I emailed those colleagues today with an article, "Decolonizing Our Practice -- Indigenizing Our Teaching" by Pete, Schneider and O'Reilly.
I've just started the reading, and when I finish, I'll post a short reflection in the comments at the end of this post. Feel free to do the same.
For starters, though, I'd like to reflect on the opening section, "Situating Ourselves" by Dr. Pete who says the following:
"I have unapologetically re-centered Indigenous knowledge ways, privileged Indigenous scholars in my resource selections, structured learning activities and designed courses to ensure that my students will learn to teach Indigenous children and youth more effectively. I have had the privilege of working with elders, traditional knowledge keepers, storytellers, and other Indigenous educators. They have each in turn informed, and reaffirmed the approaches that I have chosen for my professional practices." p 101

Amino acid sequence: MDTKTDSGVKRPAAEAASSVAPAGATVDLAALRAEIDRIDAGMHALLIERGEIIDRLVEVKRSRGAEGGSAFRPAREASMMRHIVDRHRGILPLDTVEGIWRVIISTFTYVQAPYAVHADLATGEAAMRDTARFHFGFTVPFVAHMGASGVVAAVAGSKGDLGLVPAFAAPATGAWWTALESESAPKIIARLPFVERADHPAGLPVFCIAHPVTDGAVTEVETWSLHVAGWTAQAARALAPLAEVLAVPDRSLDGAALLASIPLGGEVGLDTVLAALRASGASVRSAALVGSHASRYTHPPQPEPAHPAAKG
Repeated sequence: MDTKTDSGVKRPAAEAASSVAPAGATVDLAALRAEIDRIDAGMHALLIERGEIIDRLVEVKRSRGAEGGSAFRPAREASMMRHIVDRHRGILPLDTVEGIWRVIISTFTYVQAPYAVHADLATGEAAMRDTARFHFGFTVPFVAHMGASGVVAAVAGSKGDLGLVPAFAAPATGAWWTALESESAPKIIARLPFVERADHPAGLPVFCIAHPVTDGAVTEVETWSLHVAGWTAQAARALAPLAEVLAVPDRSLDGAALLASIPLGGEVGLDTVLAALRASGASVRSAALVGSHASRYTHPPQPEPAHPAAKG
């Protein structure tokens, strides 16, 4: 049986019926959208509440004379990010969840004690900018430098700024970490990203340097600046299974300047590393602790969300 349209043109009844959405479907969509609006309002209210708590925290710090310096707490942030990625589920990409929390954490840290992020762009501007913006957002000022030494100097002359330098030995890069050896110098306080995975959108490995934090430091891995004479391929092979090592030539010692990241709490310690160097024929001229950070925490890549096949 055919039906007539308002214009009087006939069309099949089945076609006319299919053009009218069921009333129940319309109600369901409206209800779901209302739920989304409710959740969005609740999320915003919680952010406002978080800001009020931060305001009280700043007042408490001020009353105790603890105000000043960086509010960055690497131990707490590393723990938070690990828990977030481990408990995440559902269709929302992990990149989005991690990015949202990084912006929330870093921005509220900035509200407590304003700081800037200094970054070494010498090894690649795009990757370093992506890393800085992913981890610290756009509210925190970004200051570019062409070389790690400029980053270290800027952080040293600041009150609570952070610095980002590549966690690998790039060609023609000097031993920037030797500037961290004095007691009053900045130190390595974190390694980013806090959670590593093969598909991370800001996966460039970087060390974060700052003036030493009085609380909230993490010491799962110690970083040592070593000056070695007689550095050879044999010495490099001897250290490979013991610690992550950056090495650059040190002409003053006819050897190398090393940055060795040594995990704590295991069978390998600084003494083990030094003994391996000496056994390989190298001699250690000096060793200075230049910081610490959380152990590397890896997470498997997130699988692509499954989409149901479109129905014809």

I immediately thought of our 2015 grade ten participation in the magazine project, Kitoskayiminawak Pikiskwewak: Our Young People Speak -- The Holistic Edition. Hats off to Sandy Pinay-Schindler of Prairie Valley School Division who has spear-headed this project, now in its fourth edition. This year we had teachings from five knowledge keepers, including Elder Sharon Bear, pictured below speaking with Bert Fox Community High School students and staff. I am thankful to have experienced some "re-centering".